The American Journal of Poetry
"Strong Rx Medicine"®

 

Bruce Bond

Milton

 

Night falls, and Frankenstein the monster
is soldering the motherboard of a future

thinker, and little plumes of smoke sigh
as the metal softens, and the creature blows

across the eyes of what he calls his child.
He is sending smoke signals across a room

to the open window, where the dark wind
crackles through the leaves like a stranger

approaching or departing, he cannot tell.
And as he works, he thinks of Paradise

Lost
, how Adam’s father cast him out
of the wild that feasted on its own flesh,

where angels laid down in the lion’s den
and pretty monsters ran naked by the river.

And the creature turns to his cat and says,
it hurts me too, exile that I am, to hear

the apple’s cry: come, eat, we are all of us
hungry for something, skin to break, lines

to cross, a policeman’s tape to duck under.
We are lonely in the homeless shelter

workshop undiscovered in the garden.

It went something like that. Hard to tell.

Although his brain is one man’s brain, he thinks
with another man’s hand, cock, liver, scar,

another man’s tattooed cross on his shoulder.
The cat, when she stares, stares at them all

without judgment, or none the brain imagines,
her eyes slowly opening, closing, eating

the mask of light from his face. He says,
The blood of the apple was real blood then.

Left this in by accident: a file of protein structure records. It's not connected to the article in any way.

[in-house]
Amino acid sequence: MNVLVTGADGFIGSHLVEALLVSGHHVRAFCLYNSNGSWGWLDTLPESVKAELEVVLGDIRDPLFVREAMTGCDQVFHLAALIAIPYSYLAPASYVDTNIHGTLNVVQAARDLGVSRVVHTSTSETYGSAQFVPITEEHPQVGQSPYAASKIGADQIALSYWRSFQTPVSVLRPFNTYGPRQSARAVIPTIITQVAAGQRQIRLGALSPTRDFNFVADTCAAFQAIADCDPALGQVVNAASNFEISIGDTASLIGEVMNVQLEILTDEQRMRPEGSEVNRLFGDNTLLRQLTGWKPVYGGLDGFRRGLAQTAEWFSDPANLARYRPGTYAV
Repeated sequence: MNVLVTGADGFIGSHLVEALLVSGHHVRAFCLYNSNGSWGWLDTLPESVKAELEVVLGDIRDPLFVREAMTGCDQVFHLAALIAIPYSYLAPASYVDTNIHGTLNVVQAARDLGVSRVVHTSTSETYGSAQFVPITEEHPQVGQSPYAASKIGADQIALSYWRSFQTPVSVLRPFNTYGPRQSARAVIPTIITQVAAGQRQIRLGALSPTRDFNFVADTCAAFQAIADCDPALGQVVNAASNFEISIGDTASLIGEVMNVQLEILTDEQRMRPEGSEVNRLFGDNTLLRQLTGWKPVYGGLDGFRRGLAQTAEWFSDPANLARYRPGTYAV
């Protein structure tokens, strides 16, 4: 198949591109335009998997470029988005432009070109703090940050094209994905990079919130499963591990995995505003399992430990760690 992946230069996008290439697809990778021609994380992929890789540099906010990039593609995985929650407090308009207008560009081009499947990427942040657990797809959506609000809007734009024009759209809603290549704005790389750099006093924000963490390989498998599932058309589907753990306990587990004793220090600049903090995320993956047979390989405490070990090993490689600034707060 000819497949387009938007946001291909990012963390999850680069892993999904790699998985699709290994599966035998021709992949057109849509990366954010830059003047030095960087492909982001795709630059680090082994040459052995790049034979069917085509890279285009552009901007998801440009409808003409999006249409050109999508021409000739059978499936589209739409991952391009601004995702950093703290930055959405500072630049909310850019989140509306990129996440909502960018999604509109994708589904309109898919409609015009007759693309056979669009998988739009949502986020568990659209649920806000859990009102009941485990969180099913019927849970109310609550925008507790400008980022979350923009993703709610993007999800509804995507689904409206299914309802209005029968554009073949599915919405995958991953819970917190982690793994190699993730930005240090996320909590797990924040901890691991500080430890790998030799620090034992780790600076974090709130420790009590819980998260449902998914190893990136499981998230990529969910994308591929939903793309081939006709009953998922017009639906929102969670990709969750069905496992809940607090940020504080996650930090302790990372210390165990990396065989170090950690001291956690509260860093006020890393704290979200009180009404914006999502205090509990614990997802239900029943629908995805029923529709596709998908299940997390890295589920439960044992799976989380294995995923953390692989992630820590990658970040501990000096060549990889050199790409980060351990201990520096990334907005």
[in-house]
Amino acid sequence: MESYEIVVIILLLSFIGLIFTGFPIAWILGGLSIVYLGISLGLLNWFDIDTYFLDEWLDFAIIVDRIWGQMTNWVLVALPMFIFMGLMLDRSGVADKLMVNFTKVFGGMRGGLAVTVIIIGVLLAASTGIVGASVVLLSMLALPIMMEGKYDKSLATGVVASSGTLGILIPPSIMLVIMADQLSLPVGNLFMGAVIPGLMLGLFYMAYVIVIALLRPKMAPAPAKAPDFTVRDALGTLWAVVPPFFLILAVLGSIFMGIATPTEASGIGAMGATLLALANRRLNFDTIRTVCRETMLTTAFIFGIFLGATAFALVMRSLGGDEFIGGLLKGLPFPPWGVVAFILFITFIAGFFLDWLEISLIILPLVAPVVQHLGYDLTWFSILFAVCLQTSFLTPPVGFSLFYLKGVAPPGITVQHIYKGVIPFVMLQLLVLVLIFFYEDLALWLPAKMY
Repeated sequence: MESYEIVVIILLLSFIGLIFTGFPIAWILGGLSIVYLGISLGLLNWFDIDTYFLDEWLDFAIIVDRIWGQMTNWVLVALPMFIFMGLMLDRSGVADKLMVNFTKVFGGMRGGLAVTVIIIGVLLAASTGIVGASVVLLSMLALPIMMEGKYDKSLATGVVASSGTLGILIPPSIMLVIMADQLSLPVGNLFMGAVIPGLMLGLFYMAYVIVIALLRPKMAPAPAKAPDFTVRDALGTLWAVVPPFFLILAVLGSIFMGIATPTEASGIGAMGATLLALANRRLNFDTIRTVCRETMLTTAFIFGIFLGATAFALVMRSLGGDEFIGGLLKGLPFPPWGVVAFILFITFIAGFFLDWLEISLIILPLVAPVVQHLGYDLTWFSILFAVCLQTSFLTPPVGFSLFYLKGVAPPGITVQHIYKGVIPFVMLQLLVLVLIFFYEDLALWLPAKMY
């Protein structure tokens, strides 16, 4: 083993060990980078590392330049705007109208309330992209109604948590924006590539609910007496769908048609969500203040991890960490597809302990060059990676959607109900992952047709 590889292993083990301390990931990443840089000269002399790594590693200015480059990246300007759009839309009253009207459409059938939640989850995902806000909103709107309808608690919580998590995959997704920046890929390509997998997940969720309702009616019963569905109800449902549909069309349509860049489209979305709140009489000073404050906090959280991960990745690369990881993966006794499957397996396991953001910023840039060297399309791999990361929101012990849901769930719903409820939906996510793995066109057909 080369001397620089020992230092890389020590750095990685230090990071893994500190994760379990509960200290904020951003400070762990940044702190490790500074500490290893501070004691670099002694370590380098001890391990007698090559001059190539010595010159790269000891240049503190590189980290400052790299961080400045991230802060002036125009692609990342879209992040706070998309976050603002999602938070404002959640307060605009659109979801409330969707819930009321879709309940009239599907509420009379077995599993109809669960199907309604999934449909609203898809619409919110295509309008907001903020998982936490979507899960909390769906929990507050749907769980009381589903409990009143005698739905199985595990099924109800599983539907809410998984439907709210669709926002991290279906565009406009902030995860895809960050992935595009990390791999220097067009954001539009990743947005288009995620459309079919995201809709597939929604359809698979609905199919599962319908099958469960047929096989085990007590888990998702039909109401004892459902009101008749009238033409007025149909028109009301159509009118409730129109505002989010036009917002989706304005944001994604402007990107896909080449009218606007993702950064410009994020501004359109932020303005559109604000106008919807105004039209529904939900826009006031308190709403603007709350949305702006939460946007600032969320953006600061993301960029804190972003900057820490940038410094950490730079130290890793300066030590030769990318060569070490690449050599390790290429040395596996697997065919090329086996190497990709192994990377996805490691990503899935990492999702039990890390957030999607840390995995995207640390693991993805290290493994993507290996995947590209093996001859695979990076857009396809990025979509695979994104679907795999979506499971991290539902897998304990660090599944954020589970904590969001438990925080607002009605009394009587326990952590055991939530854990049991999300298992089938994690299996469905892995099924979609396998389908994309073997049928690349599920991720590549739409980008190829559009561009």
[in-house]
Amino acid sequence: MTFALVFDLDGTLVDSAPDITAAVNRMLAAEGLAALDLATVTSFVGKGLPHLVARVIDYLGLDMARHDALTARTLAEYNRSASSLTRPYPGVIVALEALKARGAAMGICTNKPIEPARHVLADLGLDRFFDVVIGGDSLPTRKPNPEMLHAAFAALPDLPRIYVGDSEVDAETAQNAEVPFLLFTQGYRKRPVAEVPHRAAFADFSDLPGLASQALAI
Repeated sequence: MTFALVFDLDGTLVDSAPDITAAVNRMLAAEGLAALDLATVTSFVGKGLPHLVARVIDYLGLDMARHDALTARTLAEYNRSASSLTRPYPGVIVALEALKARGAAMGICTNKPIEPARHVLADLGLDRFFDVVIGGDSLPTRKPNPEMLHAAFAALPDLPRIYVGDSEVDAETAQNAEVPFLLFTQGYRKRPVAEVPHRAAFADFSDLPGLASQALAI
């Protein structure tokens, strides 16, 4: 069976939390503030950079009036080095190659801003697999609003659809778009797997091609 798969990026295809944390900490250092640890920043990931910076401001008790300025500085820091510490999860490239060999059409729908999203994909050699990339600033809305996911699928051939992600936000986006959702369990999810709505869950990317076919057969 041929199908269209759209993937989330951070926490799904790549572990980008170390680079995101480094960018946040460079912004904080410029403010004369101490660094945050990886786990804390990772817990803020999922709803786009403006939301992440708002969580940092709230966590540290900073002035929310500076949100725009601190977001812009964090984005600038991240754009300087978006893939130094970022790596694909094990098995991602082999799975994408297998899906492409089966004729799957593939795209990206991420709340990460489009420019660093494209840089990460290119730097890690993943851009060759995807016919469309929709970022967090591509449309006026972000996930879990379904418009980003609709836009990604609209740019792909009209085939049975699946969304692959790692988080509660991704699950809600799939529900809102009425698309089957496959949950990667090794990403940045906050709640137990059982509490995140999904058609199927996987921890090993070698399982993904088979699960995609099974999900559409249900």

It swelled the veins of the man who knelt
to strap his father’s shadow to his back,

his father’s nails and hammers, old farm tools,
something said in anger or left unsaid.

And he would break the soil on all fours,

the creature says a little louder, and count

his days to the Sabbath, to the hymnal
rack and black book, the cradle for his knees.


Yes, a monster is no Milton. And yet,
a monstrous skull is no less the crucible

that grinds the spit and embers of a man
into another. Nature abhors a vacuum:

these genitals, this face, the holes and tender
stitch or staple, the Braille of wounds hands

infect. Whatever the stature, the powers
of invention are larger and make a body ache.

And just then the creature’s iron slips
and burns a finger, and he curses his father

without thinking. It just comes out like that,
out of the wild. The cat leaps, taking with it

confusion’s cry that is fire one moment,
smoke the next. And the motherboard says,

you know, Adam had a dream. He was alive,
and then he woke, and poof, the dream was life.

Knowledge hurts, it’s true, and yet it spreads
its bed beneath the same dark woods, same

leaves departing and arriving in the wind.

And the smoke in the monster’s eye weeps.

The monster watches. Soon, says the motherboard,
your finger’s pain will fade into a name

in Paradise. Monsters will be Miltons.
Machines will open up the mouths of graves.

Soon your father and I will be there, in you,
waiting. To which he says, thank you, mother,


and bows his head to her little city below.
He burns star to star in her firmament,

cursing and fumbling, and yet no monster,
a fine unruly wire in his too large hands.

 

 

 

BRUCE BOND is the author of sixteen books including, most recently, For the Lost Cathedral (LSU Press, 2015), The Other Sky (Etruscan Press, 2015), Immanent Distance: Poetry and the Metaphysics of the Near at Hand (University of Michigan Press, 2015), Black Anthem (Tampa Review Prize, University of Tampa Press, 2016), and Gold Bee (Crab Orchard Open Competition Award, Southern Illinois University Press, 2016), Three of his books are forthcoming: Blackout Starlight: New and Selected Poems 1997-2015 (E. Phillabaum Award, LSU Press), Sacrum (Four Way Books), and Dear Reader (Free Verse Editions, Parlor Press). Presently he is Regents Professor at University of North Texas.

 

 

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